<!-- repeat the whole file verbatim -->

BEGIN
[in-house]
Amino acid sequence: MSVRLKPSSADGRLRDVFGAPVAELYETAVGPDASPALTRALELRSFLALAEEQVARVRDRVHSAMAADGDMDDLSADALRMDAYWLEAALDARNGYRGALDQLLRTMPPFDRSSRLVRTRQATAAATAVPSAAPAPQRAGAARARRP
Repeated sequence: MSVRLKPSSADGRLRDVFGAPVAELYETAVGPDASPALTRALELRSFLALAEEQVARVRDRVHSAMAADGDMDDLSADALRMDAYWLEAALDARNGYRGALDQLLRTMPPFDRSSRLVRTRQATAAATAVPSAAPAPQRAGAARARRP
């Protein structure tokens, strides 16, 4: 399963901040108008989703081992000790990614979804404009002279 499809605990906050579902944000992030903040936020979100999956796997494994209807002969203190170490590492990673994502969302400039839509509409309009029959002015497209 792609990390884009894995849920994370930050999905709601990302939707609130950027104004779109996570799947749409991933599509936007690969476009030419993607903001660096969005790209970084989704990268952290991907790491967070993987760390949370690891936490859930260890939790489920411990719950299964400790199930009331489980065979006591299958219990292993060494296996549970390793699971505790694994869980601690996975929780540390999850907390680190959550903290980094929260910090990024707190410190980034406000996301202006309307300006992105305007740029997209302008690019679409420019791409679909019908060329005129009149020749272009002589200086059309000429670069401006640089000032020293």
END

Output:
[in-house]
Amino acid sequence: MSVRLKPSSADGRLRDVFGAPVAELYETAVGPDASPALTRALELRSFLALAEEQVARVRDRVHSAMAADGDMDDLSADALRMDAYWLEAALDARNGYRGALDQLLRTMPPFDRSSRLVRTRQATAAATAVPSAAPAPQRAGAARARRP
Repeated sequence: MSVRLKPSSADGRLRDVFGAPVAELYETAVGPDASPALTRALELRSFLALAEEQVARVRDRVHSAMAADGDMDDLSADALRMDAYWLEAALDARNGYRGALDQLLRTMPPFDRSSRLVRTRQATAAATAVPSAAPAPQRAGAARARRP
């Protein structure tokens, strides 16, 4: 399963901040108008989703081992000790990614979804404009002279 499809605990906050579902944000992030903040936020979100999956796997494994209807002969203190170490590492990673994502969302400039839509509409309009029959002015497209 792609990390884009894995849920994370930050999905709601990302939707609130950027104004779109996570799947749409991933599509936007690969476009030419993607903001660096969005790209970084989704990268952290991907790491967070993987760390949370690891936490859930260890939790489920411990719950299964400790199930009331489980065979006591299958219990292993060494296996549970390793699971505790694994869980601690996975929780540390999850907390680190959550903290980094929260910090990024707190410190980034406000996301202006309307300006992105305007740029997209302008690019679409420019791409679909019908060329005129009149020749272009002589200086059309000429670069401006640089000032020293």